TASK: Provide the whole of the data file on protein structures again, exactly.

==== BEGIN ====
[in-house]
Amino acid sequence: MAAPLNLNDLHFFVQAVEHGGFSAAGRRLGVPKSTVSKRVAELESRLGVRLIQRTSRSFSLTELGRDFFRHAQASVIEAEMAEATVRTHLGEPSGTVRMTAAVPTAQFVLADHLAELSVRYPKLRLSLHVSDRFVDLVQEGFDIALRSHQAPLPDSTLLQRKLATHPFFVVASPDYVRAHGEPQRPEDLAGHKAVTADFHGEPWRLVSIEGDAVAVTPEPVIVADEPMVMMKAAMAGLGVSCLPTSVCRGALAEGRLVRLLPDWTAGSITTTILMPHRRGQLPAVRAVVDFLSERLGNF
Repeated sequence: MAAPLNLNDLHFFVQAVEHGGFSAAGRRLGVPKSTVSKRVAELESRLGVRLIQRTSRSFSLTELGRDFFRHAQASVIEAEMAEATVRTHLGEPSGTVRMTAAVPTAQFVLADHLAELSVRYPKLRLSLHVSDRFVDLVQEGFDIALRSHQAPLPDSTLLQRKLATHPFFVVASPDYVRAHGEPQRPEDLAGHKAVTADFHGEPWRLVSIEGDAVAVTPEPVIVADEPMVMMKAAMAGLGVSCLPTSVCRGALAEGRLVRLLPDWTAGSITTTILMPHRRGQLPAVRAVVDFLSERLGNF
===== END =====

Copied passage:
[in-house]
Amino acid sequence: MAAPLNLNDLHFFVQAVEHGGFSAAGRRLGVPKSTVSKRVAELESRLGVRLIQRTSRSFSLTELGRDFFRHAQASVIEAEMAEATVRTHLGEPSGTVRMTAAVPTAQFVLADHLAELSVRYPKLRLSLHVSDRFVDLVQEGFDIALRSHQAPLPDSTLLQRKLATHPFFVVASPDYVRAHGEPQRPEDLAGHKAVTADFHGEPWRLVSIEGDAVAVTPEPVIVADEPMVMMKAAMAGLGVSCLPTSVCRGALAEGRLVRLLPDWTAGSITTTILMPHRRGQLPAVRAVVDFLSERLGNF
Repeated sequence: MAAPLNLNDLHFFVQAVEHGGFSAAGRRLGVPKSTVSKRVAELESRLGVRLIQRTSRSFSLTELGRDFFRHAQASVIEAEMAEATVRTHLGEPSGTVRMTAAVPTAQFVLADHLAELSVRYPKLRLSLHVSDRFVDLVQEGFDIALRSHQAPLPDSTLLQRKLATHPFFVVASPDYVRAHGEPQRPEDLAGHKAVTADFHGEPWRLVSIEGDAVAVTPEPVIVADEPMVMMKAAMAGLGVSCLPTSVCRGALAEGRLVRLLPDWTAGSITTTILMPHRRGQLPAVRAVVDFLSERLGNF